This opens the door a little wider for Canada and Turkey.

Rumor: DeMar DeRozan wants to sign with Lakers


DeMar DeRozan said he wants to spend his whole career with the Raptors, and he said he’d let teammate Kyle Lowry dictate his free-agent decision.

But sometimes players get caught up in the moment and express loyalty to their team in a way that doesn’t reflect reality.

How does DeRozan really feel?

Stephen A. Smith of ESPN, as transcribed by Ryan Ward of Lakers Nation:

“He’s made it very, very clear that he wants to be in L.A.,” Smith said of DeRozan’s intentions in free agency. “He has family out there. He’s from out there. He wants to be in L.A. He wants to wear the purple and gold, and if there’s a way for it to happen, again he’s restricted, if there’s a way for it to happen, DeMar DeRozan will be in a Los Angeles Lakers uniform next season.”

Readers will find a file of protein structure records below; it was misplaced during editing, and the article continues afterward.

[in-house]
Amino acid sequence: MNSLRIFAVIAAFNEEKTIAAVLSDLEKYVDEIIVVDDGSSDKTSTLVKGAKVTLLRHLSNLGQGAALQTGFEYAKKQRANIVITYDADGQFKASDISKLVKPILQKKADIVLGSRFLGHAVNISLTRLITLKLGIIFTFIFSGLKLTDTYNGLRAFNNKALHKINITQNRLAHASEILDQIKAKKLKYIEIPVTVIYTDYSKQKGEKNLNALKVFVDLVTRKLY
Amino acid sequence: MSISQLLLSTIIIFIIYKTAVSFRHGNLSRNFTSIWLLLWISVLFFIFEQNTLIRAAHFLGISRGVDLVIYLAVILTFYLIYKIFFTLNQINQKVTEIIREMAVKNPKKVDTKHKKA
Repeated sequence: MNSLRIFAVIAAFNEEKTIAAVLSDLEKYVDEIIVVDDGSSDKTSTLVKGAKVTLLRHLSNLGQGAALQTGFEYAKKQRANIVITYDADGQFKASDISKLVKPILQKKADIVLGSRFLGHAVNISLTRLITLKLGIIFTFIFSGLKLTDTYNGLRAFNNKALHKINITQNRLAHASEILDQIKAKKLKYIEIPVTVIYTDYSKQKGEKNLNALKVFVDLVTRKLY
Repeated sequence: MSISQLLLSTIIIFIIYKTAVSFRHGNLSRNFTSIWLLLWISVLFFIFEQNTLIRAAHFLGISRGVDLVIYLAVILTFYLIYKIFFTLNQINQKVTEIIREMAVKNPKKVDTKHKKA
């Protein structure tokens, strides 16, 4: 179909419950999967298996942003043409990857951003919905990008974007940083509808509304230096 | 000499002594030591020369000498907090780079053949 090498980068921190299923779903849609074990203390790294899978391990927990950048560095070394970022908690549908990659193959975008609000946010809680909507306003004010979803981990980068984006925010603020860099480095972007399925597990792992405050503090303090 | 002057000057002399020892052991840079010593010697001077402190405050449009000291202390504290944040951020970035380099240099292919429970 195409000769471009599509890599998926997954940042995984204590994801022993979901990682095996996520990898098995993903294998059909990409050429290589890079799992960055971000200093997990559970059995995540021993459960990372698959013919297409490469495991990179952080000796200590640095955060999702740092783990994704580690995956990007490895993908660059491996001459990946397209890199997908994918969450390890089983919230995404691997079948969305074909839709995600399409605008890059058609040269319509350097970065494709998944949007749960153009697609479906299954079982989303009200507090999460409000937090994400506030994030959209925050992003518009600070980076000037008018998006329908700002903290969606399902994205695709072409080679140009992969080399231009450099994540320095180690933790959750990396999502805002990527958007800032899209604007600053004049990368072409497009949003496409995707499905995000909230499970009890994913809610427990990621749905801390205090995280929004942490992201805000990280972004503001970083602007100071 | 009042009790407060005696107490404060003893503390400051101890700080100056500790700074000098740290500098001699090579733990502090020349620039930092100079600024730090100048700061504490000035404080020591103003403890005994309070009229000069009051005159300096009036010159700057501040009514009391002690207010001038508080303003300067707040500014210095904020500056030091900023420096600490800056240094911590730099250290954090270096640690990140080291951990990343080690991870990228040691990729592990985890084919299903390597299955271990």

When DeRozan opts out this summer, he’ll be an unrestricted free agent. So, if you want to dismiss the rest of Smith’s report because he got that fact wrong, I wouldn’t blame you. That might be the prudent approach.

But if Smith got the rest of this right, DeRozan will probably sign with the Lakers.

The Lakers were reportedly set to offer DeRozan a max contract – at least before his his playoff struggles, Game 5 notwithstanding. I’d guess DeRozan’s rough postseason won’t dissuade the Lakers, at least if they can’t lure bigger stars like Kevin Durant and LeBron James. DeRozan became a legitimate star during the regular season (a bigger sample), and Jim Buss needs a quick upgrade to keep his job.

Marcus Smart returning to USA select team